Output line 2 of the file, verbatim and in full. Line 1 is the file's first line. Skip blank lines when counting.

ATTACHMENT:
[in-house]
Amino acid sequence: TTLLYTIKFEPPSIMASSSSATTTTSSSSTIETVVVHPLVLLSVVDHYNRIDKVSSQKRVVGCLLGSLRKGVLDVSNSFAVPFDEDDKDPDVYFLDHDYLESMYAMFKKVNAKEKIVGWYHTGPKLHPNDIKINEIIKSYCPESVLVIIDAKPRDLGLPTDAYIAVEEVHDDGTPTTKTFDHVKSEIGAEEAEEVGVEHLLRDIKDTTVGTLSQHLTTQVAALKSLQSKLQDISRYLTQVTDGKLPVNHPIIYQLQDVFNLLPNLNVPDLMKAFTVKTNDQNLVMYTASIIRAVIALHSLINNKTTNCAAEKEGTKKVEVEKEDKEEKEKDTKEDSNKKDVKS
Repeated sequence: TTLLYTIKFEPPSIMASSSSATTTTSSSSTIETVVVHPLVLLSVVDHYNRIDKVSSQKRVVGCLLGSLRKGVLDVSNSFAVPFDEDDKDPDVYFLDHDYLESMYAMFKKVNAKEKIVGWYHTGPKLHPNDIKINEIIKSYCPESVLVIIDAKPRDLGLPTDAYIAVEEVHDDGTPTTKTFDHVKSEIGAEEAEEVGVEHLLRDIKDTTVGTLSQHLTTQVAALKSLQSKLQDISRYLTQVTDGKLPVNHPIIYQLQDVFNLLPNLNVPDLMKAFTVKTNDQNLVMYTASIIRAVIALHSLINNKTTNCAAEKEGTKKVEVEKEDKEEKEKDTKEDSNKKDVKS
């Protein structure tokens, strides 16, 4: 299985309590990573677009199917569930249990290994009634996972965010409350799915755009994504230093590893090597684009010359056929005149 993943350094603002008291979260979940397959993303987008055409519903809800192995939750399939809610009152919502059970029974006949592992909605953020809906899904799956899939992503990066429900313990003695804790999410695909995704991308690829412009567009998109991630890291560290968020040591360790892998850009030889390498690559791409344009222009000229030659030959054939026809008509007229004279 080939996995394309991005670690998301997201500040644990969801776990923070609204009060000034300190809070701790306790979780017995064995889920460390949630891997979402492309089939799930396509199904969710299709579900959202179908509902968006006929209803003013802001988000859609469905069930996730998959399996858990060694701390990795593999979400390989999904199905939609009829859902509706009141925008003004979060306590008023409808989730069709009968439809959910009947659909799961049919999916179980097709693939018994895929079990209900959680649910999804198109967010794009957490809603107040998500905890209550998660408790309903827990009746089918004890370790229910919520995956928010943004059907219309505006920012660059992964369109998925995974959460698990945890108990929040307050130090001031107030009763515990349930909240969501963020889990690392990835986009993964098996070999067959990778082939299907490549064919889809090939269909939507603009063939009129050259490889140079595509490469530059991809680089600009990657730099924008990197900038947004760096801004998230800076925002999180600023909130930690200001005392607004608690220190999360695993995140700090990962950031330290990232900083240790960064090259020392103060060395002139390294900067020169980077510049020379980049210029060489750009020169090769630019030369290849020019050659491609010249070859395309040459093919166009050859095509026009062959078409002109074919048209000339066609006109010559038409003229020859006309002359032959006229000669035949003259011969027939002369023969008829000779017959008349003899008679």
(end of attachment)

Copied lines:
Amino acid sequence: TTLLYTIKFEPPSIMASSSSATTTTSSSSTIETVVVHPLVLLSVVDHYNRIDKVSSQKRVVGCLLGSLRKGVLDVSNSFAVPFDEDDKDPDVYFLDHDYLESMYAMFKKVNAKEKIVGWYHTGPKLHPNDIKINEIIKSYCPESVLVIIDAKPRDLGLPTDAYIAVEEVHDDGTPTTKTFDHVKSEIGAEEAEEVGVEHLLRDIKDTTVGTLSQHLTTQVAALKSLQSKLQDISRYLTQVTDGKLPVNHPIIYQLQDVFNLLPNLNVPDLMKAFTVKTNDQNLVMYTASIIRAVIALHSLINNKTTNCAAEKEGTKKVEVEKEDKEEKEKDTKEDSNKKDVKS